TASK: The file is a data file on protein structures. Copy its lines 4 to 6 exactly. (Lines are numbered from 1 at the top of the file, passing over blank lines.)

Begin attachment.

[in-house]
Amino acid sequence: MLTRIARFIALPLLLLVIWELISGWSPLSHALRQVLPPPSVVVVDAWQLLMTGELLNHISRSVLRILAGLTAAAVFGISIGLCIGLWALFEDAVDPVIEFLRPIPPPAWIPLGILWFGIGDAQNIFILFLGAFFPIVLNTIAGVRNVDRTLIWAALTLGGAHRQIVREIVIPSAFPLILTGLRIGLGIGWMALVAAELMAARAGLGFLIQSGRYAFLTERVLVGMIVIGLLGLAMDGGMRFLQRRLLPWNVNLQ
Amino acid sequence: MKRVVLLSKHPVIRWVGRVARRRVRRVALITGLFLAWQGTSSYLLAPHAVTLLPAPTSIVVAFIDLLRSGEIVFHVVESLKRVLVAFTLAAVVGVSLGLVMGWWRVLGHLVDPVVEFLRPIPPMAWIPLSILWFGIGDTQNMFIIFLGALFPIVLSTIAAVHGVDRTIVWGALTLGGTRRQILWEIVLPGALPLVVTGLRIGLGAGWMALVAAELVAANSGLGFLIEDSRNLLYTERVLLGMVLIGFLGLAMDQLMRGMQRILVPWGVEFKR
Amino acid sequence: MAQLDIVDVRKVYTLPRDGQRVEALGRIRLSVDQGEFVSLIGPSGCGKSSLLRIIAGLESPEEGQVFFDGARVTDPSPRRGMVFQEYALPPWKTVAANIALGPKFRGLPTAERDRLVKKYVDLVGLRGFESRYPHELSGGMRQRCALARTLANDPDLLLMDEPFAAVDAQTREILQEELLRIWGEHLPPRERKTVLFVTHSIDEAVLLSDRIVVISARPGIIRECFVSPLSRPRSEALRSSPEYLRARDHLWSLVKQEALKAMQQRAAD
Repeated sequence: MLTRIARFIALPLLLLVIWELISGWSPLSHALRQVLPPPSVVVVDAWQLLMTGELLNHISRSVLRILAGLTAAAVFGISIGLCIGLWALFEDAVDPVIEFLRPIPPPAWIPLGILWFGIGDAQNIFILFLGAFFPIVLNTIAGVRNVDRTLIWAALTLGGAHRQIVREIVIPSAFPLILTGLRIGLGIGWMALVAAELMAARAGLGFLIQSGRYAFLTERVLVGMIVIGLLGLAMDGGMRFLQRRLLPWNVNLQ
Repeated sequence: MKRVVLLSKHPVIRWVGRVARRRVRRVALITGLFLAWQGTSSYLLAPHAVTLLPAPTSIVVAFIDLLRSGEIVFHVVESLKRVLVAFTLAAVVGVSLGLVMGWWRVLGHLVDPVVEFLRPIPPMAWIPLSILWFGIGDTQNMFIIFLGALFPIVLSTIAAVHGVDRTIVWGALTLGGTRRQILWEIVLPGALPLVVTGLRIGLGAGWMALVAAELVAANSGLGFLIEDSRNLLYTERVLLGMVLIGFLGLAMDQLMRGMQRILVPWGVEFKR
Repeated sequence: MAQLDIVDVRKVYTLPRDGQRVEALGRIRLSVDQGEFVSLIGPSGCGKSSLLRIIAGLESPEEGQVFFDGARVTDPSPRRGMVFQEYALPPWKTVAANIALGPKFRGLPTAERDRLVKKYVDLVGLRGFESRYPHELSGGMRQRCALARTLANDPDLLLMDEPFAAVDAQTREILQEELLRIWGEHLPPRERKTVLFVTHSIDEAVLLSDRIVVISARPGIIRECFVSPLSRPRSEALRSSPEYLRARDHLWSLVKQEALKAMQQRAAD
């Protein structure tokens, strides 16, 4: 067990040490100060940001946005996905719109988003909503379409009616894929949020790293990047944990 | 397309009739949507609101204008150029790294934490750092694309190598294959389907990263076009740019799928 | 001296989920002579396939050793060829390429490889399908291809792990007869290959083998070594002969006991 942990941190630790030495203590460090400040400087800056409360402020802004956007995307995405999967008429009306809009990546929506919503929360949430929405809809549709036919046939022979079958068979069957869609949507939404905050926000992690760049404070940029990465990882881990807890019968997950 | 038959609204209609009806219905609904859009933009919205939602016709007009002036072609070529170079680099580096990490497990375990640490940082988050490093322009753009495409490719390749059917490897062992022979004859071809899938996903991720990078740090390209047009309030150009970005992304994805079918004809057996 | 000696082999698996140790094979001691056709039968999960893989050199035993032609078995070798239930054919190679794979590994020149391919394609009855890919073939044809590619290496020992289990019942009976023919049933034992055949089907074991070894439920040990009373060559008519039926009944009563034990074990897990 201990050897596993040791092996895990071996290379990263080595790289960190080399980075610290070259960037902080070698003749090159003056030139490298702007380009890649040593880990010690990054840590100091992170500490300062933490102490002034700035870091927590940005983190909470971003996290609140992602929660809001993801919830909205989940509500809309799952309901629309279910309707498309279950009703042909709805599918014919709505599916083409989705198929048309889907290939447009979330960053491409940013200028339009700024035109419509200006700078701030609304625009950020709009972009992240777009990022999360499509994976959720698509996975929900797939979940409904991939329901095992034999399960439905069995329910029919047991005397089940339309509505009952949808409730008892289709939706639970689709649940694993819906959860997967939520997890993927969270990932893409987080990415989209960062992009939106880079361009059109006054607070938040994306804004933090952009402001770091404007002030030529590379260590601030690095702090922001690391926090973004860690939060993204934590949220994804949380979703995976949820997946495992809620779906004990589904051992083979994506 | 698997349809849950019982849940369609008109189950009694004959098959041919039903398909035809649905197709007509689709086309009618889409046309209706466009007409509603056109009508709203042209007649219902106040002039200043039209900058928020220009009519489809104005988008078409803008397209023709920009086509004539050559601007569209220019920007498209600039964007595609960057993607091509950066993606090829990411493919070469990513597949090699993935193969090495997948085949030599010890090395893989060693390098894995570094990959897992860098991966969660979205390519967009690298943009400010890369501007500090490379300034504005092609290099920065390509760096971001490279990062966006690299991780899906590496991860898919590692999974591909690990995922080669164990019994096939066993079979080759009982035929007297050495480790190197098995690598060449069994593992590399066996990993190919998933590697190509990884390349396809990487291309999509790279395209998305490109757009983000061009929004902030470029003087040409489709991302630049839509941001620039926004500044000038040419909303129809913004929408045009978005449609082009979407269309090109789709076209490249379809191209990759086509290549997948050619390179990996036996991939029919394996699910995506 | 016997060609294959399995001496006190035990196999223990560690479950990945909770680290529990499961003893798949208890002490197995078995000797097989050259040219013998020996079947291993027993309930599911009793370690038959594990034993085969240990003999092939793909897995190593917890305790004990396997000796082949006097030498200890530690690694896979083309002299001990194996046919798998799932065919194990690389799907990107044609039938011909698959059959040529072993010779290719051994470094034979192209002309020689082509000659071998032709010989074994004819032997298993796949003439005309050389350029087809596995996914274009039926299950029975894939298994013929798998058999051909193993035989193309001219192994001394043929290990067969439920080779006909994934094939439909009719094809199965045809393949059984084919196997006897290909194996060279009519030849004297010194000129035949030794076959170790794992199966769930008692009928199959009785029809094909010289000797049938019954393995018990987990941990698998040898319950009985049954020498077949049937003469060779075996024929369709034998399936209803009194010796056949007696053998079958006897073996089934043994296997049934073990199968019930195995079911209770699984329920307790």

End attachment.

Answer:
Amino acid sequence: MAQLDIVDVRKVYTLPRDGQRVEALGRIRLSVDQGEFVSLIGPSGCGKSSLLRIIAGLESPEEGQVFFDGARVTDPSPRRGMVFQEYALPPWKTVAANIALGPKFRGLPTAERDRLVKKYVDLVGLRGFESRYPHELSGGMRQRCALARTLANDPDLLLMDEPFAAVDAQTREILQEELLRIWGEHLPPRERKTVLFVTHSIDEAVLLSDRIVVISARPGIIRECFVSPLSRPRSEALRSSPEYLRARDHLWSLVKQEALKAMQQRAAD
Repeated sequence: MLTRIARFIALPLLLLVIWELISGWSPLSHALRQVLPPPSVVVVDAWQLLMTGELLNHISRSVLRILAGLTAAAVFGISIGLCIGLWALFEDAVDPVIEFLRPIPPPAWIPLGILWFGIGDAQNIFILFLGAFFPIVLNTIAGVRNVDRTLIWAALTLGGAHRQIVREIVIPSAFPLILTGLRIGLGIGWMALVAAELMAARAGLGFLIQSGRYAFLTERVLVGMIVIGLLGLAMDGGMRFLQRRLLPWNVNLQ
Repeated sequence: MKRVVLLSKHPVIRWVGRVARRRVRRVALITGLFLAWQGTSSYLLAPHAVTLLPAPTSIVVAFIDLLRSGEIVFHVVESLKRVLVAFTLAAVVGVSLGLVMGWWRVLGHLVDPVVEFLRPIPPMAWIPLSILWFGIGDTQNMFIIFLGALFPIVLSTIAAVHGVDRTIVWGALTLGGTRRQILWEIVLPGALPLVVTGLRIGLGAGWMALVAAELVAANSGLGFLIEDSRNLLYTERVLLGMVLIGFLGLAMDQLMRGMQRILVPWGVEFKR